The fact that a link to an article on how to deal with frequent and severe application crashing in Solidworks, is provided in a Solidworks User Community newsletter, does not bode well. What if Solidworks was not an established vendor? Would companies searching for a new 3D design app, be likely to select the product with such poor stability ratings?

      Solidworks is easier to use than many other apps, is widely used, and is a very valuable asset to an organization, but the fact that SSC's are so prevalent should be viewed by Solidworks development team as a significant issue, putting product marketing at risk for both established user communities and potential new customers, which should be given the highest priority to resolve. Why is it left up to the end users to test and debug problems, via SR submission. Wouldn't an SR system to report problems, be in the realm of a 'beta testing', and not your production release? Stability should be job 1, feature request second.

    • http://www.plastics411.org/ Tom Moyak

      I'm running Solidworks 2007 (32-bit) and 2009 (64-bit) on a new, loaded PC ($6k) running Windows XP-64. I struggled with having to resort to “tricks” to get 2009 to open for the past 2 weeks until my VAR finally found out from Solidworks that updating to Internet Explorer 8 is causing a lot of problems out there with people running on 64-bit machines. The temporary solution is to uninstall IE8 (it automatically reverts to IE7 – no need to reinstall), but the email stated that it is slated as a hot fix for the next Solidworks Service Pack. I hope this helps some others out there.

    • JeffMirisola

      Jeff-
      As I understand it, the hardware is essentially the same, it's the software (drivers) that are different. With a “pro” card (FireGL or Quadro), your edges are more clear (via antialiasing) and OpenGL is supported. Nvidia has a detailed tech report available in PDF: http://www.nvidia.com/object/quadro_geforce.html. I know that people used to mod their gaming cards into CAD cards, though I'm not sure it's still doable.
      As for the cost differences, it all comes down to supply and demand. There's less of a market for the CAD cards, so they charge more.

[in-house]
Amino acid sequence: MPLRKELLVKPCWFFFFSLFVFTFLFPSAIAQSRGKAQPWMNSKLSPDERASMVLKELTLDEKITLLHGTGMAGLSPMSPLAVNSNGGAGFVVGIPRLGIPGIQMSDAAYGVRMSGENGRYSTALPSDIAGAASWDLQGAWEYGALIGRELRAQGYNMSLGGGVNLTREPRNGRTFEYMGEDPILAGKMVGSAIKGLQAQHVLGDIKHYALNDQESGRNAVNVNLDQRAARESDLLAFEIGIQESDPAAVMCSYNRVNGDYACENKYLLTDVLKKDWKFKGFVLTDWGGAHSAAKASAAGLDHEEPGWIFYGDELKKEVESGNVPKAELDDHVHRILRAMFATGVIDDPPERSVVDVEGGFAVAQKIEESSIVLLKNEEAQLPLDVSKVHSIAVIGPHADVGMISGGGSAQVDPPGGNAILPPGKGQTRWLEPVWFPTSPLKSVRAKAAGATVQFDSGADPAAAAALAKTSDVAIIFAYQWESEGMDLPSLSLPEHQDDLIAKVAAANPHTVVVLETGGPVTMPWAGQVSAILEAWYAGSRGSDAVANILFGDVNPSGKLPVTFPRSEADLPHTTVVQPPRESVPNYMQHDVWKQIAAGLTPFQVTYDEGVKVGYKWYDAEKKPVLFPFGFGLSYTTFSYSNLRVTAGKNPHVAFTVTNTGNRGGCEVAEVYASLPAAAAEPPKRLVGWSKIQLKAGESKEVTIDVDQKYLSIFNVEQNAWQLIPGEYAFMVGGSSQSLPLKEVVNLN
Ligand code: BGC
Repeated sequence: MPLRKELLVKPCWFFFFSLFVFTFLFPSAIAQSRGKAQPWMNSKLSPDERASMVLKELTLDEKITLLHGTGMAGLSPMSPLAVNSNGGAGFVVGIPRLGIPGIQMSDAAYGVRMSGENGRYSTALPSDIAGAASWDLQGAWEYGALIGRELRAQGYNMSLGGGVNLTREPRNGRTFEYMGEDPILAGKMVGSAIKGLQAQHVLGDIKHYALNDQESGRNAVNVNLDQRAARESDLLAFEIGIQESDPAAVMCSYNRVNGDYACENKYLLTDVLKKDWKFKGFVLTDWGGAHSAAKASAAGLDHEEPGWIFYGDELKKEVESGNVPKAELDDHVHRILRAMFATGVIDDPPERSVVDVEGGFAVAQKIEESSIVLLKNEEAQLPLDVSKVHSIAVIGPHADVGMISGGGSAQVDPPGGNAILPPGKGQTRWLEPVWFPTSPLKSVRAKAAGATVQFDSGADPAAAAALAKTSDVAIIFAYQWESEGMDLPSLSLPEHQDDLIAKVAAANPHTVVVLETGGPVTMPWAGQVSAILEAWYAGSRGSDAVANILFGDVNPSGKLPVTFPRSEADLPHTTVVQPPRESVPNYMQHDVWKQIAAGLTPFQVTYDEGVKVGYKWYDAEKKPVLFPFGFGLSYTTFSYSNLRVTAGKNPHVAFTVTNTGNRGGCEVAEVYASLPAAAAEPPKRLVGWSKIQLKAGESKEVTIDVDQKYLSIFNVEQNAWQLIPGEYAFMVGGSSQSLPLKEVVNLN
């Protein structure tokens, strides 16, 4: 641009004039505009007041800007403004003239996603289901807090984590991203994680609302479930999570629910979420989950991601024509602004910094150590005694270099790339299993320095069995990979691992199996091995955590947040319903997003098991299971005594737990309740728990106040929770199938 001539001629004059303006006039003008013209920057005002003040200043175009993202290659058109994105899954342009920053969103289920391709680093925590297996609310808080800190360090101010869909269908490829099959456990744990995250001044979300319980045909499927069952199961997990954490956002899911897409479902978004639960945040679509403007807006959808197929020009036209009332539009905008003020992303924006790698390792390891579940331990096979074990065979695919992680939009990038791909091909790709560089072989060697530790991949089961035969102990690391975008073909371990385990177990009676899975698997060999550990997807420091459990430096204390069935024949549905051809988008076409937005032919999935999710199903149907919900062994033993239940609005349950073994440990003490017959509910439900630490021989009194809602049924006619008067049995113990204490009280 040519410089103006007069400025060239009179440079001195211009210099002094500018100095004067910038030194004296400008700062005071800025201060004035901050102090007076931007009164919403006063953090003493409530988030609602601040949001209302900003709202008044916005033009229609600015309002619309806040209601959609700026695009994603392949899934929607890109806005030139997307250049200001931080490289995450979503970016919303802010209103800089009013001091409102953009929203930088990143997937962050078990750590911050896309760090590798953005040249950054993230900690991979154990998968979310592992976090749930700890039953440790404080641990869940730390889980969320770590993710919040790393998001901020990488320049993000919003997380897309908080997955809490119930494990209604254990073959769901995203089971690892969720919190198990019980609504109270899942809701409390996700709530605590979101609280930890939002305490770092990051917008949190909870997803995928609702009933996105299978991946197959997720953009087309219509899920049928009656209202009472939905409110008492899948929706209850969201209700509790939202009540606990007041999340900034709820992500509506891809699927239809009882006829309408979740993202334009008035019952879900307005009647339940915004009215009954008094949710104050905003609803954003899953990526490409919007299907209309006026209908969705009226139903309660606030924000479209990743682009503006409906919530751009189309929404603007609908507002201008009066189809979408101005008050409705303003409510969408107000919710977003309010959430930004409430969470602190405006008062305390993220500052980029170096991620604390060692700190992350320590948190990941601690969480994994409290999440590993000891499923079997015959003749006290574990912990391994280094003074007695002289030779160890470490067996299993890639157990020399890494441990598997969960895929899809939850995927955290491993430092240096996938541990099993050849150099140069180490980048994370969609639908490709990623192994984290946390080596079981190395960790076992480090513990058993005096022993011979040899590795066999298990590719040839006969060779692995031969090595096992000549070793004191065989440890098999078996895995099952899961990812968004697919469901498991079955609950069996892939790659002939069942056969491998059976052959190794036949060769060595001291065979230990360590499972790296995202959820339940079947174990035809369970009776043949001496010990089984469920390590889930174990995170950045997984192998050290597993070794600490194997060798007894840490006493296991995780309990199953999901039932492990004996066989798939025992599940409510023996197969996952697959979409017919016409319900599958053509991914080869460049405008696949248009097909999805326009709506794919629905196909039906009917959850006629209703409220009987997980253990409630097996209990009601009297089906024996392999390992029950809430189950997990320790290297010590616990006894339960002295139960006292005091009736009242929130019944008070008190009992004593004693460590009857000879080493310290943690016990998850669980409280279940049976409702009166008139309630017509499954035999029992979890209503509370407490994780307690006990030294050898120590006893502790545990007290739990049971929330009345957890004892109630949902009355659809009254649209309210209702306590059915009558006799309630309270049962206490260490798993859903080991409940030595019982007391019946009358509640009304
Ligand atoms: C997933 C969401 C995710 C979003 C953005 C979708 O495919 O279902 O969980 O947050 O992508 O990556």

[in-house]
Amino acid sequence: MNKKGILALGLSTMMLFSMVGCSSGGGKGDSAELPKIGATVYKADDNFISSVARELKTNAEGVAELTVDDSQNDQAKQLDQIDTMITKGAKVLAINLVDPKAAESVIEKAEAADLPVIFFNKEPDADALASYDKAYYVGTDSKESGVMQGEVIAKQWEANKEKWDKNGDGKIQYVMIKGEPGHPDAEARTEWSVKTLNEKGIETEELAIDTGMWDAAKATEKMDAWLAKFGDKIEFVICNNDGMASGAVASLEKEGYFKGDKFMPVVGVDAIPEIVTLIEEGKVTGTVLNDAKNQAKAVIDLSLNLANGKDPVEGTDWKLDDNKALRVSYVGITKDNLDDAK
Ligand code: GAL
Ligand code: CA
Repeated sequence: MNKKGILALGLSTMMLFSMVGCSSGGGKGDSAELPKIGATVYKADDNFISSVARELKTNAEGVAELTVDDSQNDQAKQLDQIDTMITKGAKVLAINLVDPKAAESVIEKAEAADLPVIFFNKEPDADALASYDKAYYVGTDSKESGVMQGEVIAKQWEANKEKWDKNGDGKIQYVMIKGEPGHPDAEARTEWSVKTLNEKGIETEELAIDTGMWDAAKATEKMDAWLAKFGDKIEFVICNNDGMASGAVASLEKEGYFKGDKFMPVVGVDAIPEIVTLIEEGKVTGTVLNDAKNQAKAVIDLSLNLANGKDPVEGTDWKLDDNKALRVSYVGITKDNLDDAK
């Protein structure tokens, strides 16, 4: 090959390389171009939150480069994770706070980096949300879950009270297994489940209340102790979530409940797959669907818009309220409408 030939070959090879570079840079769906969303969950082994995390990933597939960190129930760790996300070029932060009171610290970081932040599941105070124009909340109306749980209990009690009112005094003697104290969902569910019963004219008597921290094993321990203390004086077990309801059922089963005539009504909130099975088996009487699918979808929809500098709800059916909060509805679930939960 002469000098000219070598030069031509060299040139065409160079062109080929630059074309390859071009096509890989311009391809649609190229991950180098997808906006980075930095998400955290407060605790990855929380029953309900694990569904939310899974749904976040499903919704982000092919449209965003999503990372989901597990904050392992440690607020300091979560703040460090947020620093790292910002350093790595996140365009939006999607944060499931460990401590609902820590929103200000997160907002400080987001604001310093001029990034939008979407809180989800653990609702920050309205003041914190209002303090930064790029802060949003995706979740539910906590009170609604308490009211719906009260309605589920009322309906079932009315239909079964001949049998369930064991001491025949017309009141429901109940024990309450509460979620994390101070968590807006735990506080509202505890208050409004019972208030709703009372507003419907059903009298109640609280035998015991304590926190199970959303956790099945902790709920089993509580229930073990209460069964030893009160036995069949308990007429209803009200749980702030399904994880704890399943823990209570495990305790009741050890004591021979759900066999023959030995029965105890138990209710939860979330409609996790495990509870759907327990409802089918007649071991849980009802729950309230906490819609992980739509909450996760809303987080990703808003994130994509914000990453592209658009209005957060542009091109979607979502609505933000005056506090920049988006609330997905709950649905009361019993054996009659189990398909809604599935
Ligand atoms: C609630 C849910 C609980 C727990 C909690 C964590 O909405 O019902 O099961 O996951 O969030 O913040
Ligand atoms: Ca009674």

Jeff

    • JeffMirisola

      Thanks for the info, Tom. I've seen this same issue on forums.solidworks.com as well.

    • JeffMirisola

      Brian,
      Go to: http://www.solidworks.com/sw/videocardtesting.html and make sure that the driver version listed for your computer matches the driver that's installed. It's been my experience that Dell usually messes that up.
      Start SolidWorks and, without having any documents open, go to Tools->Options->System Options->Performance. You'll see the OpenGL option towards the bottom.
      Free space: The more the better, IMO.
      Virtual Memory: If you're working on large assemblies, max it out. I believe the rule of thumb is 2X the minimum. I max it out.
      Your drawing issues definitely sound video related. You probably have the wrong driver. Download the new driver. Uninstall the old driver, reboot, install the new driver, reboot.

    • JeffMirisola

      Honestly, I'm not sure how to answer your questions. I'm not a programmer in any way, shape or form so I can't speak to the .NET questions.
      What I do know is this: CAD software is highly resource intensive. To expect the programmers of said software to be able to write code that covers every possible system/network setup is asking for too much. Then there's the whole issue with hardware/software updates. Because CAD software is so resource intensive, a driver update, a hotfix or an update to your AV can wreak havoc.
      Perhaps the title is a bit misleading, but it's been my experience as a long time user, and a former AE, that many crashes can be attributed to the end user. Does SolidWorks have bugs? You bet it does. So does almost any other software out there. How said bugs manifest themselves will also depend on your system and what you've installed. Looking through the forums, you'll see people who have, for them, critical issues. Others don't see those issues at all.